An Iowa boxer took one look at Ex-Viking Ray Edwards in the ring and allegedly took a dive.
By BRIAN HALLFS North
EDEN PRAIRIE, Minn. — When last season ended with the
Minnesota Vikings' surprising playoff appearance, there seemed to be mutual interest in keeping coach Leslie Frazier with the team.
The wait for a contract extension was longer than expected, but Frazier will reportedly be with the Vikings for several more years. The Associated Press is reporting that sources have said Frazier has agreed to a multi-year deal.
Following a franchise-worst-tying 3-13 record in 2011 — Frazier's first as the full-time coach — the Vikings rebounded with a seven-win improvement in 2012. They finished second in the NFC North and made the playoffs as the final wild card with a 10-6 record.
Frazier, 53, had one year remaining on the original three-year contract he signed in January 2011 after finishing the last six games of 2010 as the interim coach when Brad Childress was fired. In his two-plus years, Frazier's record as head coach is 16-22.
"I know everybody recognizes what Leslie Frazier has done as a football coach here in Minnesota," general manager Rick Spielman said last month during his season-ending meeting with reporters.
Frazier's calm demeanor has helped the Vikings smoothly overcome several off-field issues during his short time as coach, including the ongoing saga with temperamental receiver Percy Harvin. It also helped him get the interim tag removed two years ago.
In the final weeks of the 2010 season, Frazier guided the team through a series of unexpected circumstances related to the collapse of the Metrodome roof, which forced the team to play home games at Detroit's Ford Field and TCF Bank Stadium on the University of Minnesota campus. Minnesota also had to play a Sunday night football game in Philadelphia on a Tuesday night after severe weather hit the area. Distractions were everywhere, but the Vikings went 3-3.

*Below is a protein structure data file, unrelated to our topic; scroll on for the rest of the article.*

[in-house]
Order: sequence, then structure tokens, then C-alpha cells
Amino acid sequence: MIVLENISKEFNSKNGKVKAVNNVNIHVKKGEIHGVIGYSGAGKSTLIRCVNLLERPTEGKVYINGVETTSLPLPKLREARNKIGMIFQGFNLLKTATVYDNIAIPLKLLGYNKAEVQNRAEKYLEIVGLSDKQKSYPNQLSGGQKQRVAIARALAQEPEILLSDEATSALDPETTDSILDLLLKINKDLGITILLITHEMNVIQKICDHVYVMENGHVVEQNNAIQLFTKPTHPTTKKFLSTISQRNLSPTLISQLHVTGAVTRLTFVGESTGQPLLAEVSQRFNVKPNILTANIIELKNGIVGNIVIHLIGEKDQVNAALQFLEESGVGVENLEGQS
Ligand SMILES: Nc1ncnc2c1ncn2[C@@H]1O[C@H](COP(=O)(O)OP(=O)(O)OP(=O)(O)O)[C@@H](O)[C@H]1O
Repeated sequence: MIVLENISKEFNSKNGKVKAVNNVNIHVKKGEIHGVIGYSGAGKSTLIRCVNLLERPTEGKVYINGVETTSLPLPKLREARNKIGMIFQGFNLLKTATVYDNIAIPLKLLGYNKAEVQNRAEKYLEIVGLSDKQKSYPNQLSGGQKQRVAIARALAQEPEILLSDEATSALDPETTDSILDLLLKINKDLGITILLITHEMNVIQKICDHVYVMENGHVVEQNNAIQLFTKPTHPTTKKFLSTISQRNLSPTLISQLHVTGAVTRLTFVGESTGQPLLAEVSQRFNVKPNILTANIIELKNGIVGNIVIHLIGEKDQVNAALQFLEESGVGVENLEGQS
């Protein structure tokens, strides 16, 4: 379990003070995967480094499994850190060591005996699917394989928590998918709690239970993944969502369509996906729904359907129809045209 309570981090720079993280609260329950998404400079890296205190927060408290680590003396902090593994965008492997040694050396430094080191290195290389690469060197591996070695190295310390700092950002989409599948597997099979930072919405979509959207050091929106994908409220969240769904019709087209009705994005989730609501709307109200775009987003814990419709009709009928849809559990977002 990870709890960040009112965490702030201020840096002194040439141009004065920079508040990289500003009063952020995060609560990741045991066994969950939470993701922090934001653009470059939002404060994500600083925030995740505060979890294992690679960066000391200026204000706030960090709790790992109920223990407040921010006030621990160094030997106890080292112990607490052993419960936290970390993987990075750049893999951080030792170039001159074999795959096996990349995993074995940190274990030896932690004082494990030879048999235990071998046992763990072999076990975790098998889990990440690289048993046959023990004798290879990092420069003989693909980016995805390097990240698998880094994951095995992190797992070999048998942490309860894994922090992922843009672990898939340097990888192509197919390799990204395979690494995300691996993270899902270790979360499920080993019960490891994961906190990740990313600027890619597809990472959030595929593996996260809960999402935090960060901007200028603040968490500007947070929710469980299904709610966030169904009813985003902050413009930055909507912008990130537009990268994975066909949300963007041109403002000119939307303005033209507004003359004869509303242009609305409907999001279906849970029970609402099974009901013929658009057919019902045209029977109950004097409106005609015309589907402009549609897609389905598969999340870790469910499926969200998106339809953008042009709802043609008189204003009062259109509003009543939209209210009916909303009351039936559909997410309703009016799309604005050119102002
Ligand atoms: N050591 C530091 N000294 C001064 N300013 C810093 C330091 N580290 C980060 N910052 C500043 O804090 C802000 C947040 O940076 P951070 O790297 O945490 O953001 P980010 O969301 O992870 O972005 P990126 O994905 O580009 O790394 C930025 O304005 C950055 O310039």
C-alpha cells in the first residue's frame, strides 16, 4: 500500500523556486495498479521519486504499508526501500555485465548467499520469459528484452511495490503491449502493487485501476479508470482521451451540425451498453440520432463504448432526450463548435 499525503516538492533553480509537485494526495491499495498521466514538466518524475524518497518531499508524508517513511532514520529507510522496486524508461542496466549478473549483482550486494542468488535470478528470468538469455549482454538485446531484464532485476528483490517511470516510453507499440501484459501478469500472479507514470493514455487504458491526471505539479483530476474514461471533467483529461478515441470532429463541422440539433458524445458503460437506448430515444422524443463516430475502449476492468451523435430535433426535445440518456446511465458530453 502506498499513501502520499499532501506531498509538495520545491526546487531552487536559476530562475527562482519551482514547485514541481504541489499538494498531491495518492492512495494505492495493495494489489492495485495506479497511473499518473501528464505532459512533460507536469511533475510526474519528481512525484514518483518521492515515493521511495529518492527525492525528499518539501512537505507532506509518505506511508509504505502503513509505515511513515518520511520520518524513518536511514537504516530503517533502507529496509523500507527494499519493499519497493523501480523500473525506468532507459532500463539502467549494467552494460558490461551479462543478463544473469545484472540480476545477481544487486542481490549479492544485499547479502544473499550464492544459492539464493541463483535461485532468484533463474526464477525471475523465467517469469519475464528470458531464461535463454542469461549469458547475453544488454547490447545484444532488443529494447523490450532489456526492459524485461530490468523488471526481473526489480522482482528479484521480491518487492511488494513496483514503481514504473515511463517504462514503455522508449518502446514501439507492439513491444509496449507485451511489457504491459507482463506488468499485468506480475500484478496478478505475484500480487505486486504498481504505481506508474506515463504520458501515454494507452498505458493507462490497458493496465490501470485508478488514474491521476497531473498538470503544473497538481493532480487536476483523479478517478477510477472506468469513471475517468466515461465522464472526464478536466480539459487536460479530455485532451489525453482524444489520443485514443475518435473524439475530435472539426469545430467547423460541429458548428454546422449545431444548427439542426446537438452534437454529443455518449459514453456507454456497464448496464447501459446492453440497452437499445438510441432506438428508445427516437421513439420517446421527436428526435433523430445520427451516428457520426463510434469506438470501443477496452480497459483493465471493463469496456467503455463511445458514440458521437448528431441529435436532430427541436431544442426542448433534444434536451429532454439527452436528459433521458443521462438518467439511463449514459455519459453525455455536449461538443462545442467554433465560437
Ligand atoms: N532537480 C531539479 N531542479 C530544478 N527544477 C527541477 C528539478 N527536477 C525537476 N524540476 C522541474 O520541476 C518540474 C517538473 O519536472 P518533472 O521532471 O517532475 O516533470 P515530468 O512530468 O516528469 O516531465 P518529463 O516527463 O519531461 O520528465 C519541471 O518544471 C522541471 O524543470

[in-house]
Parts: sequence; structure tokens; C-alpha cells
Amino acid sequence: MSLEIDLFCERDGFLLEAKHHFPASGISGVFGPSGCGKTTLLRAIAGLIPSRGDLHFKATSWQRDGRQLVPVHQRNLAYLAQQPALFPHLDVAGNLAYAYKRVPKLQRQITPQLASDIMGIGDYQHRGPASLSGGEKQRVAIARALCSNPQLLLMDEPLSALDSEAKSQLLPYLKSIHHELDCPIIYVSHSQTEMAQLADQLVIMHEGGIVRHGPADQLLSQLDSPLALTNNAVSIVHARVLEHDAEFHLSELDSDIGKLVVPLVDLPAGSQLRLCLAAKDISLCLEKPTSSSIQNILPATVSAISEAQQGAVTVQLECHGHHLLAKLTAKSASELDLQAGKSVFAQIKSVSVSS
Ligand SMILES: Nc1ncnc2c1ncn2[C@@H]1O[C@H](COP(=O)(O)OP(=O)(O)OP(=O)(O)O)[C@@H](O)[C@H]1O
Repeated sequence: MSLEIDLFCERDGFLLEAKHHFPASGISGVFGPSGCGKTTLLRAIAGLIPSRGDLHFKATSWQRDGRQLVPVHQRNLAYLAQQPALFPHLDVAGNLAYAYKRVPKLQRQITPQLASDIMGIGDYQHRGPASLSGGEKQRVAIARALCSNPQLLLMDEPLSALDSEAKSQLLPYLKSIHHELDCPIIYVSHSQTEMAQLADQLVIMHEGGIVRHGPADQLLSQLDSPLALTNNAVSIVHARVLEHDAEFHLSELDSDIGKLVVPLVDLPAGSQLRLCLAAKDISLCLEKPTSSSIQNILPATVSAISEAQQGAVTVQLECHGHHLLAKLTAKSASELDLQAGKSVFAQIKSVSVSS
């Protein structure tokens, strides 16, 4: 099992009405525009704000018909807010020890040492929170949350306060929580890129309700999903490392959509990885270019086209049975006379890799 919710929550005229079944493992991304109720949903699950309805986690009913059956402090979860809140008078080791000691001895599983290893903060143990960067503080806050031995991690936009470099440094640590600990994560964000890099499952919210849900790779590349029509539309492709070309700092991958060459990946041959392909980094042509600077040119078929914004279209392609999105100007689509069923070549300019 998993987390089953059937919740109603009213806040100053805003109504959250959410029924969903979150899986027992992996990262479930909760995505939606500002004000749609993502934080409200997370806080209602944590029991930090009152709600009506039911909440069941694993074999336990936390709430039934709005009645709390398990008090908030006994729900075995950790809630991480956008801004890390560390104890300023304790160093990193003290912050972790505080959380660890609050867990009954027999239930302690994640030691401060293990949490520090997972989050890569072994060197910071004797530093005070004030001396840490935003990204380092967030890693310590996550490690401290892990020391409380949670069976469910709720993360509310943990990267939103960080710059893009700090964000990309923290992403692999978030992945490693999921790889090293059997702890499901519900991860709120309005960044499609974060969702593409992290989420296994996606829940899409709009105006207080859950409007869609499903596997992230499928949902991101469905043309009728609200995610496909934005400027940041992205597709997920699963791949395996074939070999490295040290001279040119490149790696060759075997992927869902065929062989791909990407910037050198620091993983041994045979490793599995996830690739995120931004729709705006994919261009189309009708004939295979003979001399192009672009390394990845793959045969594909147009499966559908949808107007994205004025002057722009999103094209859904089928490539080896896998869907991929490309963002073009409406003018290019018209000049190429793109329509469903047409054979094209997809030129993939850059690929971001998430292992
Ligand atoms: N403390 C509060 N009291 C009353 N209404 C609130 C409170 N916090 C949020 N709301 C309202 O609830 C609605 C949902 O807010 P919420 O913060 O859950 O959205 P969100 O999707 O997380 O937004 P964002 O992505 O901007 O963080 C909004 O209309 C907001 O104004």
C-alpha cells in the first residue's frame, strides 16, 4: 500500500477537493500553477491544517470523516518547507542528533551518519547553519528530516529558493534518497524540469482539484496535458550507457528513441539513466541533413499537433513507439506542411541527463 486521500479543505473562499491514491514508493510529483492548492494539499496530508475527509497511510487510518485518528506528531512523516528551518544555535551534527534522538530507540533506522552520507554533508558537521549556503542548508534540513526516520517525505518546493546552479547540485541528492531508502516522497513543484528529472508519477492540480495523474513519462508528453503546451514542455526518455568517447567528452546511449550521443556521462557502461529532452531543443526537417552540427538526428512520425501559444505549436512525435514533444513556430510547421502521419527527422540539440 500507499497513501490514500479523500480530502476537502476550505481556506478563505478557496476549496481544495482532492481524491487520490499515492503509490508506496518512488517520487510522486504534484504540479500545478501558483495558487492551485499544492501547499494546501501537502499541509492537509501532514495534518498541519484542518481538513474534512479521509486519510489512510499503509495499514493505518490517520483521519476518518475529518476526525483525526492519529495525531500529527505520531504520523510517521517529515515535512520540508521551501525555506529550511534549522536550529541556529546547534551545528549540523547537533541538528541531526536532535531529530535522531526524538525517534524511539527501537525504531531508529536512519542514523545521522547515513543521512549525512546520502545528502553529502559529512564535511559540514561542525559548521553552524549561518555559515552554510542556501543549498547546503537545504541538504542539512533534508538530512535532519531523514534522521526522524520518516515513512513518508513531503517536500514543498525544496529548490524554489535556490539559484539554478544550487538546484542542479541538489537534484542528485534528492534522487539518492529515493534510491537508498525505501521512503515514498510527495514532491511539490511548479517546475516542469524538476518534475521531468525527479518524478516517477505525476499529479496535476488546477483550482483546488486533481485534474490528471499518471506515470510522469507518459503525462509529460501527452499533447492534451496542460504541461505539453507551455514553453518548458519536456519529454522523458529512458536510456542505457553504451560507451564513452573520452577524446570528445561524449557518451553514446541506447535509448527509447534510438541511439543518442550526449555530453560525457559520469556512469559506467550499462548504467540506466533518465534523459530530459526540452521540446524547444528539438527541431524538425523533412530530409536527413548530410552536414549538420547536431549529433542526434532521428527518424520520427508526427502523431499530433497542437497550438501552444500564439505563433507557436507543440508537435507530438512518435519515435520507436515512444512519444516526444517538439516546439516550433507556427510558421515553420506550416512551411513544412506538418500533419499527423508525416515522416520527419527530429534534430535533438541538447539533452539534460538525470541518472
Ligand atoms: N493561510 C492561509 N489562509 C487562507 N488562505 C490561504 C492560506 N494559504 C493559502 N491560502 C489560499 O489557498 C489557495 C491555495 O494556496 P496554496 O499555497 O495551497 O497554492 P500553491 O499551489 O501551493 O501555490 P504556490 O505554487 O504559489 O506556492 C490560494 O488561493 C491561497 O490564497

In 2011, Frazier's first full season started with the lockout and ended with the 3-13 record that seemed to almost immediately put his status in question. He had pushed for the ill-fated acquisition of veteran quarterback Donovan McNabb, and the team never built momentum during a rough season. The Vikings dealt with injuries to star running back Adrian Peterson, and the secondary gave up historical passing marks to opposing quarterbacks.
All along, the Vikings' veteran leaders such as Peterson and linebacker Chad Greenway praised Frazier's consistent approach in keeping the team on the right path.
"He does a great job with the guys," veteran defensive tackle Kevin Williams, the longest-tenured player on the team, told Fox Sports North after getting word of the extension. "To have so many different personalities, he's kind of tried to stay even-keel with everybody, and he's not trying to get too high or too low. He kind of stays in the middle. He can't coach everybody the same, naturally, but he tries to and you can tell he does a great job with it."
Asked at his season-ending meeting with reporters whether Frazier had his endorsement for an extension, Spielman said, "I just said Leslie has done an outstanding job. And again, I don't want to talk specifics, but I know our ownership group will discuss that, and when we have an announcement, we'll go from there."
At the time of his season-ending press conference in January, Frazier said he had not had contract talks with the team's owners, the Wilfs, or his agent and said, "Things will work out just fine. Not worried at all. I've been told a number of times from Mark and Zygi and Rick they are pleased with the job we've done this season. I'm very appreciative of their support throughout the year. Very appreciative."
Spielman used Minnesota's late-season run, in which the team won four straight games to qualify for the playoffs, as an
example of Frazier's coaching style paying dividends. Players appreciate his consistency, message and communication.
Williams said he hadn't talked with Frazier since the news but was happy to hear of the extension.
"To know where you stand with your coach is an awesome feeling," Williams said. "You don't have to get to know anybody. You don't know if this is his last year. To have some stability at the top is always great for your football team. … You always want to see a coach succeed, and after the year we had this year with so many young guys being able to pull it together and win 10 games, this year was big. We're definitely shooting for bigger things, but to definitely be able to accomplish that this year, run off the games the way we did at the end and early on was huge."